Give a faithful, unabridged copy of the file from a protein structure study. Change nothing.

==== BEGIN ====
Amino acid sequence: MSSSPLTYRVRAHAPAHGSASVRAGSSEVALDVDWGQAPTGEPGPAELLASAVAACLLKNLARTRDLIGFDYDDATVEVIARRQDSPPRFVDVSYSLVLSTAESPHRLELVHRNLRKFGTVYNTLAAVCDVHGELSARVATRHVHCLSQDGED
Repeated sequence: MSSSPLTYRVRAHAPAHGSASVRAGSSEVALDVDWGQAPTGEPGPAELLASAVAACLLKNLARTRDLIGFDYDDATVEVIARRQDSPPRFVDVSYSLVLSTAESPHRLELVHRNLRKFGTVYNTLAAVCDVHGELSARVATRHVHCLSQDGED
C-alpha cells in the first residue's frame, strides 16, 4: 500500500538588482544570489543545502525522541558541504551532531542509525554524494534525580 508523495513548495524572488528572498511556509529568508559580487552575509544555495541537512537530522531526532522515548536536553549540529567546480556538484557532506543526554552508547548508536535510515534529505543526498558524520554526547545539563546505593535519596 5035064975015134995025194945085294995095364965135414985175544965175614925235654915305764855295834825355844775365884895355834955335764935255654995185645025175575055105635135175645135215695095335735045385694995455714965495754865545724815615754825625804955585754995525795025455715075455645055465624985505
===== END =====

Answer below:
Amino acid sequence: MSSSPLTYRVRAHAPAHGSASVRAGSSEVALDVDWGQAPTGEPGPAELLASAVAACLLKNLARTRDLIGFDYDDATVEVIARRQDSPPRFVDVSYSLVLSTAESPHRLELVHRNLRKFGTVYNTLAAVCDVHGELSARVATRHVHCLSQDGED
Repeated sequence: MSSSPLTYRVRAHAPAHGSASVRAGSSEVALDVDWGQAPTGEPGPAELLASAVAACLLKNLARTRDLIGFDYDDATVEVIARRQDSPPRFVDVSYSLVLSTAESPHRLELVHRNLRKFGTVYNTLAAVCDVHGELSARVATRHVHCLSQDGED
C-alpha cells in the first residue's frame, strides 16, 4: 500500500538588482544570489543545502525522541558541504551532531542509525554524494534525580 508523495513548495524572488528572498511556509529568508559580487552575509544555495541537512537530522531526532522515548536536553549540529567546480556538484557532506543526554552508547548508536535510515534529505543526498558524520554526547545539563546505593535519596 5035064975015134995025194945085294995095364965135414985175544965175614925235654915305764855295834825355844775365884895355834955335764935255654995185645025175575055105635135175645135215695095335735045385694995455714965495754865545724815615754825625804955585754995525795025455715075455645055465624985505